Film Review – THE INVISIBLE MAN (1933)

THE INVISIBLE MAN (USA, 1933) ****
      Distributor: Universal Pictures; Production Company: Universal Pictures; Release Date: 3 November 1933 (USA), 30 November 1933 (UK); Filming Dates: August 1933; Running Time: 71m; Colour: B&W; Sound Mix: Mono (Western Electric Noiseless Recording Sound System); Film Format: 35mm; Film Process: Spherical; Aspect Ratio: 1.37:1; BBFC Cert: PG.
      Director: James Whale; Writer: R.C. Sherriff (based on the novel by H.G. Wells); Executive Producer: Carl Laemmle; Producer: Carl Laemmle Jr.; Director of Photography: Arthur Edeson; Music Composer: Heinz Roemheld (uncredited); Music Supervisor: Gilbert Kurland (uncredited); Film Editor: Ted J. Kent;  Art Director: Charles D. Hall; Make-up: Jack P. Pierce; Sound: Gilbert Kurland (uncredited); Visual Effects: John P. Fulton.
      Cast: Claude Rains (Dr. Jack Griffin aka The Invisible Man), Gloria Stuart (Flora Cranley), William Harrigan (Dr. Arthur Kemp), Henry Travers (Dr. Cranley), Una O’Connor (Jenny Hall), Forrester Harvey (Herbert Hall), Holmes Herbert (Chief of Police), E.E. Clive (Constable Jaffers), Dudley Digges (Chief Detective), Harry Stubbs (Inspector Bird), Donald Stuart (Inspector Lane), Merle Tottenham (Millie), Walter Brennan (Bicycle Owner (uncredited)), Robert Brower (Farmer (uncredited)), John Carradine (Informer Suggesting Ink (uncredited)), Dwight Frye (Reporter (uncredited)), Bob Reeves (Detective Hogan (uncredited)).
      Synopsis: A scientist finds a way of becoming invisible, but in doing so, he becomes murderously insane.
      Comment: H.G. Wells’ novel is brought to the screen in the stylish hands of director Whale and nuanced voice performance by Rains, who is only visible in the final shot. Rains has experimented with a serum that has made him invisible. Madness and megalomania increasingly take him over in his fruitless search for a cure. Rains’ vocal inflexions are both haunting and comedic and the material is often played for straight comedy. The character’s psychotic undercurrent becomes apparent as he commits a series of murders – firstly to protect his experiment and increasingly as spite, notably a scene where he derails a passenger train. The shifting tone is skilfully handled by Whale whose visual creativity along with the wonderful invisible effects by Fulton ensure the film remains absorbing throughout. The supporting performances are variable from O’Connor’s screeching innkeeper’s wife to a remarkably mannered Harrigan as Rains’ former assistant who Rains seeks revenge on for his betrayal. The movie was highly influential on the horror and fantasy genres and made a star out of Rains. Followed by THE INVISIBLE MAN RETURNS (1940) and THE INVISIBLE MAN’S REVENGE (1944).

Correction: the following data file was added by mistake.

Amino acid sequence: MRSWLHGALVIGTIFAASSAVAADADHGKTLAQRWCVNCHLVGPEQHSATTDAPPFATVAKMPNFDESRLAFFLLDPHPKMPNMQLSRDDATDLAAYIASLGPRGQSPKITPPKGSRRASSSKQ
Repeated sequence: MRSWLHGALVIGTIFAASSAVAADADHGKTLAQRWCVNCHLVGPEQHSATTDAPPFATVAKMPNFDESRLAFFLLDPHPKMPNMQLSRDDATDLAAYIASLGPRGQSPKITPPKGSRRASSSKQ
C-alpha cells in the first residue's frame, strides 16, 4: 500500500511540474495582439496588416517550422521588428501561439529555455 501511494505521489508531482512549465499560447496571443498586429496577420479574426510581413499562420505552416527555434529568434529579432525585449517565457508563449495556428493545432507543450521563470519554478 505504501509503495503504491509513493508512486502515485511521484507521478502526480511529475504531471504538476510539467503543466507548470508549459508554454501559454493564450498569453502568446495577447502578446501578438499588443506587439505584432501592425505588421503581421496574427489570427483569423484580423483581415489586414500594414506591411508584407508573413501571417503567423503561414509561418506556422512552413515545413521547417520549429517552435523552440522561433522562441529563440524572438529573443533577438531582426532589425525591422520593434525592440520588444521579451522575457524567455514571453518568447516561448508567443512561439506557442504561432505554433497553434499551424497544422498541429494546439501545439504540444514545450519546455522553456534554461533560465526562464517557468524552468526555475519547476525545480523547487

Film Review – FRANKENSTEIN (1931)

Image result for FRANKENSTEIN 1931FRANKENSTEIN (USA, 1931) ****½
Distributor: Universal Pictures (USA), General Film Distributors (GFD) (UK); Production Company: Universal Pictures ; Release Date: 21 November 1931 (USA), 25 January 1932 (UK); Filming Dates: 24 August 1931 – 3 October 1931; Running Time: 70m; Colour: B&W; Sound Mix: Mono (Western Electric Sound System); Film Format: 35mm; Film Process: Spherical; Aspect Ratio: 1.20:1; BBFC Cert: PG – mild horror and violence.